The following is a guest post by Ken Tumin, founder and editor of DepositAccounts.com.
As interest rates rise, it’s common for banks to raise loan rates much faster than deposit rates. That was especially the case early in this rising interest rate environment. Deposit rates only inched upward even after the first couple of Federal Reserve rate hikes. However, banks could only hold out for so long. Deposit rates eventually moved higher in 2018 as the Federal Reserve continued to raise rates, but if you haven’t been diligent, you could be seeing little evidence of higher rates on your deposit accounts. To benefit from rising interest rates, avoid these banking mistakes.
Not shopping around
It’s very likely your bank’s deposit rates are not keeping up with rising interest rates. If you’re using the same bank for your savings that you’ve always used, they’re probably in no rush to raise your savings account rates. The average savings account rate is still relatively low, and that is due the slowness of many banks in raising their savings account rates.
In general, banks haven’t felt pressure to raise rates since their customers have been content on keeping their savings at the same account they’ve used for years. During the depths of the zero interest rate environment, you couldn’t really fault consumers for not shopping around. Interest rates at even the top savings accounts offered little benefit unless you had considerable savings. That has changed. Interest rates are now much higher, and it’s now worth moving your money even if you only have a moderate amount of savings.
The first step in moving your money is shopping around for higher rates. There are several options for your money that include local banks and credit unions.
Not asking your bank to match rates
Once you find higher rates on accounts at other banks and credit unions, it’s worthwhile to see if your current bank is willing to match that rate. It doesn’t hurt to ask, and that’s the easiest way to quickly benefit from higher rates.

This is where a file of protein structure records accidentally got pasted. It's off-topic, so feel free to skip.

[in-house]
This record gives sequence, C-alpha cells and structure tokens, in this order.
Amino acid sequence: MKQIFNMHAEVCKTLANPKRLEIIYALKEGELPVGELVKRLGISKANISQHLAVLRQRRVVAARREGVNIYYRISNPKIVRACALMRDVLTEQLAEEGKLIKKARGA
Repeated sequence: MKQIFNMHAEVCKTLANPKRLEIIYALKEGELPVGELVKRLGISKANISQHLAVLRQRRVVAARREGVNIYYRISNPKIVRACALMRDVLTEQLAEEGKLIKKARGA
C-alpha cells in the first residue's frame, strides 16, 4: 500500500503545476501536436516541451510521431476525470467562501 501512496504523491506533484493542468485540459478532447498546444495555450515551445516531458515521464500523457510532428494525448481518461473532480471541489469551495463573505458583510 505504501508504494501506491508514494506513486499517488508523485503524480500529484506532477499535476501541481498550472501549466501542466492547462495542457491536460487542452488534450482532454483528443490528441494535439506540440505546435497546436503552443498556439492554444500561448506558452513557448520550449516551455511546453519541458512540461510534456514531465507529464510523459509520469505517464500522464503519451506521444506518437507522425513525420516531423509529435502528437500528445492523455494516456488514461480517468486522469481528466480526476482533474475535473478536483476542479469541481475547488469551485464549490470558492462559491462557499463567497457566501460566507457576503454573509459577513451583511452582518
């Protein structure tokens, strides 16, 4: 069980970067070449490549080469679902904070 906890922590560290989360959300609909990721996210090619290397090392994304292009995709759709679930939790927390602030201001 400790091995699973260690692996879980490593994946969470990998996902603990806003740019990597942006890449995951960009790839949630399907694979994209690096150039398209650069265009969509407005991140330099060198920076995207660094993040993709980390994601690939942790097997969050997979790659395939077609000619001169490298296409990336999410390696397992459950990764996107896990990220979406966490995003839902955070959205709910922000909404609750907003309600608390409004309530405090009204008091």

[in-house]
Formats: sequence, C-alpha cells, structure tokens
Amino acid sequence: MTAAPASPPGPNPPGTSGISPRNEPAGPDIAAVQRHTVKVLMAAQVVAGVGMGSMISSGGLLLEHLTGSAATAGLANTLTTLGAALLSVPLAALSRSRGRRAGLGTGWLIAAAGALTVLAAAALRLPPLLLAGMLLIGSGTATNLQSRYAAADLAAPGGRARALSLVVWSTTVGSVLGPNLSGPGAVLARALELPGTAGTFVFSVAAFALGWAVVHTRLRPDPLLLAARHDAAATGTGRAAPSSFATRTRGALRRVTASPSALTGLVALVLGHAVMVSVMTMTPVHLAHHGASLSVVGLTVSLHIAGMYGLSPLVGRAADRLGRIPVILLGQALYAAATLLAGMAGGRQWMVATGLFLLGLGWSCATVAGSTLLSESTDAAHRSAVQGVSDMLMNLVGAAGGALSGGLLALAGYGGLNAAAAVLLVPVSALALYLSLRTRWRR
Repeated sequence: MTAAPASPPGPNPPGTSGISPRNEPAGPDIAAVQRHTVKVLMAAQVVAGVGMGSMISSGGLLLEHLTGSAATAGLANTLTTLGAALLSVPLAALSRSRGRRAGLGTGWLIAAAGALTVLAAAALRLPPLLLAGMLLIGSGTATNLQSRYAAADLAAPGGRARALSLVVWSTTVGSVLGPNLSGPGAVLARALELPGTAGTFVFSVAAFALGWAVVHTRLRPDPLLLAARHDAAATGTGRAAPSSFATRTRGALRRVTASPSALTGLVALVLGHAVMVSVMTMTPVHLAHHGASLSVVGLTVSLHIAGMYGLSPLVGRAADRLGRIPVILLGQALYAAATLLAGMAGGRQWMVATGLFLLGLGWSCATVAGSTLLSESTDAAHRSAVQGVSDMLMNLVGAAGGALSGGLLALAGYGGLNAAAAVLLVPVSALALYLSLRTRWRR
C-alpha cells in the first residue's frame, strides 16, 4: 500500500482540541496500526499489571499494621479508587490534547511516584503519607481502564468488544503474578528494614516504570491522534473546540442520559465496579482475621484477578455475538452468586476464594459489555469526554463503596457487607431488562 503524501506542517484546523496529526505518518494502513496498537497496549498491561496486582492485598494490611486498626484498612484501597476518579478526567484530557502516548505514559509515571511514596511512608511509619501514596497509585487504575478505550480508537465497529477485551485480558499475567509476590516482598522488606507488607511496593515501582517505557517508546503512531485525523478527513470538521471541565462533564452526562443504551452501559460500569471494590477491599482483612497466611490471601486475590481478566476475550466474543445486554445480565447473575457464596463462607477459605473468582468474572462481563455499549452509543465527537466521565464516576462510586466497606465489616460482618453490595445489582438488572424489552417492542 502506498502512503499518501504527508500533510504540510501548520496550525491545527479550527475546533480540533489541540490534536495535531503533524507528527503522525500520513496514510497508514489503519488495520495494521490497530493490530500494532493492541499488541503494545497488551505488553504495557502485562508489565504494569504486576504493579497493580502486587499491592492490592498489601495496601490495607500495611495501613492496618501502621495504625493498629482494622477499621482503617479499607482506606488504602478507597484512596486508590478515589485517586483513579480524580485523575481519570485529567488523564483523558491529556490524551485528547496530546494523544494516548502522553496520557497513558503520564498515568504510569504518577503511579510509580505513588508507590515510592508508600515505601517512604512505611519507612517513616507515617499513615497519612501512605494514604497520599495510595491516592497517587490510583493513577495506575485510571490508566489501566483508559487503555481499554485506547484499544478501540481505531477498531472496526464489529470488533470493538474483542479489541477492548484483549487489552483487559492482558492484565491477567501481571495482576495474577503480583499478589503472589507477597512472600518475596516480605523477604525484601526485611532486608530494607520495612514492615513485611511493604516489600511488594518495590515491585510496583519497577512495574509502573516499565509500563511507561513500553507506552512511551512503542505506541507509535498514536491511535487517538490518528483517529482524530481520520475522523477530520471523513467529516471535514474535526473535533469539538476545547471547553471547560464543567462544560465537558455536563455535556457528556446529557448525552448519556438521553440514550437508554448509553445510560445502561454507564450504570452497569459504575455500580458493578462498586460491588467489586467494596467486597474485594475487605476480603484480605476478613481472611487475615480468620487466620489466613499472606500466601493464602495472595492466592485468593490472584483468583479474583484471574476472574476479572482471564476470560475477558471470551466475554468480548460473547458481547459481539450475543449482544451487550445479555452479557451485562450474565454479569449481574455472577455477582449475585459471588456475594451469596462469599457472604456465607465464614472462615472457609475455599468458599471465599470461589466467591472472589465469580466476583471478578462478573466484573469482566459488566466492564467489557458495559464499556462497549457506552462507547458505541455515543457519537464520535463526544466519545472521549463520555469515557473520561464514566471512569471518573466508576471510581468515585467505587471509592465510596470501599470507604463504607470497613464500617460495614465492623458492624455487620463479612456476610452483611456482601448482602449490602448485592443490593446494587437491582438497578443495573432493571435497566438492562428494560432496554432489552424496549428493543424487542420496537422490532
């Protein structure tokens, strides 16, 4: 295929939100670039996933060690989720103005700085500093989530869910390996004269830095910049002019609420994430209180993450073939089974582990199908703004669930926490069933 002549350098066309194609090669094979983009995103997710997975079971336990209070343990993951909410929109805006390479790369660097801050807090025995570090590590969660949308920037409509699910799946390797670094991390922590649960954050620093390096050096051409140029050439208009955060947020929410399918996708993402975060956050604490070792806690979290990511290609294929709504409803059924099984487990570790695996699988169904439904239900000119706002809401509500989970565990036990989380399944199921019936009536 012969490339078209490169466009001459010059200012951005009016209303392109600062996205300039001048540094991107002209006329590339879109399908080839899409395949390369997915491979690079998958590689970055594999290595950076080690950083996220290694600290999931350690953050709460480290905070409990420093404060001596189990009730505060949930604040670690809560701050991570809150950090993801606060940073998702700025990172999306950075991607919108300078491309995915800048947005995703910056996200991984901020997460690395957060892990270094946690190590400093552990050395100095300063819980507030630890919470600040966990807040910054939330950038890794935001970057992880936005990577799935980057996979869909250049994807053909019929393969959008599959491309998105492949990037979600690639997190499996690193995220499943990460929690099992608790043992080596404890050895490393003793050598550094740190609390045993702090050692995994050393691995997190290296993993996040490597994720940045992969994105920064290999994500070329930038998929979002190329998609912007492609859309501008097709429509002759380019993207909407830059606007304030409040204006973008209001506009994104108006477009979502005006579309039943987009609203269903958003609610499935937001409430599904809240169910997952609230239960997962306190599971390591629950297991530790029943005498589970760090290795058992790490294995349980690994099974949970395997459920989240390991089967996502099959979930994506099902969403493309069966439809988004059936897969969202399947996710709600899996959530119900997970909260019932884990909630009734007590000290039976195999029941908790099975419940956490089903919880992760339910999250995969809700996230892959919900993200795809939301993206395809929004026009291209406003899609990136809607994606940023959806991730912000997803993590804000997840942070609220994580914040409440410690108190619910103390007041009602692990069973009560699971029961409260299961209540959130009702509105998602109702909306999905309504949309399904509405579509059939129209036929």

It’s not always possible to receive a rate match from your bank. To increase your odds, look for accounts at other institutions that are similar to your current institution. A local bank will be more inclined to match an offer from another local bank rather than from a credit union or an out-of-state bank. Once you find a higher rate at a similar institution, bring evidence of that when you ask for the rate match. Also, ask the branch manager, who may be the only one to have the authority to rate match.
Not moving your money for higher rates
If your bank won’t match a rate, you need to make the effort to move your money. Finding a higher rate is only helpful if you open the new higher-rate account and move your money into the account.
Fortunately, moving your money has become easier thanks to the internet. Countless banks and credit unions now offer online banking that allow customers to open accounts online without physically visiting a branch. Also, many online banking platforms allow customers to electronically transfer money to accounts at other banks. If the bank offering a higher rate is on the other side of your city, you may not have to make the long drive to open an account.
Stay tuned for part two of this series.
Ken Tumin is founder and editor of DepositAccounts.com, which has been tracking and rating the savings, CD and checking account offerings of banks and credit unions for more than a decade.
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